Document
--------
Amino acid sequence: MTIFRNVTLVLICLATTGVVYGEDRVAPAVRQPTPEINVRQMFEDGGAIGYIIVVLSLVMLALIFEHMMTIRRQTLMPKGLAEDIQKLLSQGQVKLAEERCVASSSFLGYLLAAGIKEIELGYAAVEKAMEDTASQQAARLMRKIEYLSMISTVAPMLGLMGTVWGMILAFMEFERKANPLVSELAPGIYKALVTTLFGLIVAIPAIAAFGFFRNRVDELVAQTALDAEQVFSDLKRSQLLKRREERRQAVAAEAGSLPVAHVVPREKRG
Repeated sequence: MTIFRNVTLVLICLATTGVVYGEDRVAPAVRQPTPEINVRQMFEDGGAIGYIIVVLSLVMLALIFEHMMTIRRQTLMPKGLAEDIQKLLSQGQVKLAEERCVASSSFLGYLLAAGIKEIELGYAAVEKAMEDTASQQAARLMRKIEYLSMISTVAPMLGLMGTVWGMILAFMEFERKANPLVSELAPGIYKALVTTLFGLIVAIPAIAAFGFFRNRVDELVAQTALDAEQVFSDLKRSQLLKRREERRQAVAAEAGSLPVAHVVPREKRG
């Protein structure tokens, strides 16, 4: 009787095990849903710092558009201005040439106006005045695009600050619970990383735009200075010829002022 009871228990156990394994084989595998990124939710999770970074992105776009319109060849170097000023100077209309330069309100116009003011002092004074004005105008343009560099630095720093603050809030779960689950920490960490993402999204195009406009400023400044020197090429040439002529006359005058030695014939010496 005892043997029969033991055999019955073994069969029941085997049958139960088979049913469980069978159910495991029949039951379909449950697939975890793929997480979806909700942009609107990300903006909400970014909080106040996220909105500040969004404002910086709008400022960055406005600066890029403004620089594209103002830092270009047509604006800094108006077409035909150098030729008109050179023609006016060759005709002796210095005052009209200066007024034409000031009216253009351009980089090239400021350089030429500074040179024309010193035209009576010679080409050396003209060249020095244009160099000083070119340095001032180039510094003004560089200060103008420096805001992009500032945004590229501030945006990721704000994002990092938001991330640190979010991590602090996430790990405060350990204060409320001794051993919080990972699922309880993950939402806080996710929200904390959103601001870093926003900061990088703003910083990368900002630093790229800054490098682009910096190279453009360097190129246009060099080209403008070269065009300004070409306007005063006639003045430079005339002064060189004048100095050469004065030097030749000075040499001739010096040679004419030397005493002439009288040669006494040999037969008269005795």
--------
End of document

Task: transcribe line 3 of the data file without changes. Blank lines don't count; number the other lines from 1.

């Protein structure tokens, strides 16, 4: 009787095990849903710092558009201005040439106006005045695009600050619970990383735009200075010829002022 009871228990156990394994084989595998990124939710999770970074992105776009319109060849170097000023100077209309330069309100116009003011002092004074004005105008343009560099630095720093603050809030779960689950920490960490993402999204195009406009400023400044020197090429040439002529006359005058030695014939010496 005892043997029969033991055999019955073994069969029941085997049958139960088979049913469980069978159910495991029949039951379909449950697939975890793929997480979806909700942009609107990300903006909400970014909080106040996220909105500040969004404002910086709008400022960055406005600066890029403004620089594209103002830092270009047509604006800094108006077409035909150098030729008109050179023609006016060759005709002796210095005052009209200066007024034409000031009216253009351009980089090239400021350089030429500074040179024309010193035209009576010679080409050396003209060249020095244009160099000083070119340095001032180039510094003004560089200060103008420096805001992009500032945004590229501030945006990721704000994002990092938001991330640190979010991590602090996430790990405060350990204060409320001794051993919080990972699922309880993950939402806080996710929200904390959103601001870093926003900061990088703003910083990368900002630093790229800054490098682009910096190279453009360097190129246009060099080209403008070269065009300004070409306007005063006639003045430079005339002064060189004048100095050469004065030097030749000075040499001739010096040679004419030397005493002439009288040669006494040999037969008269005795």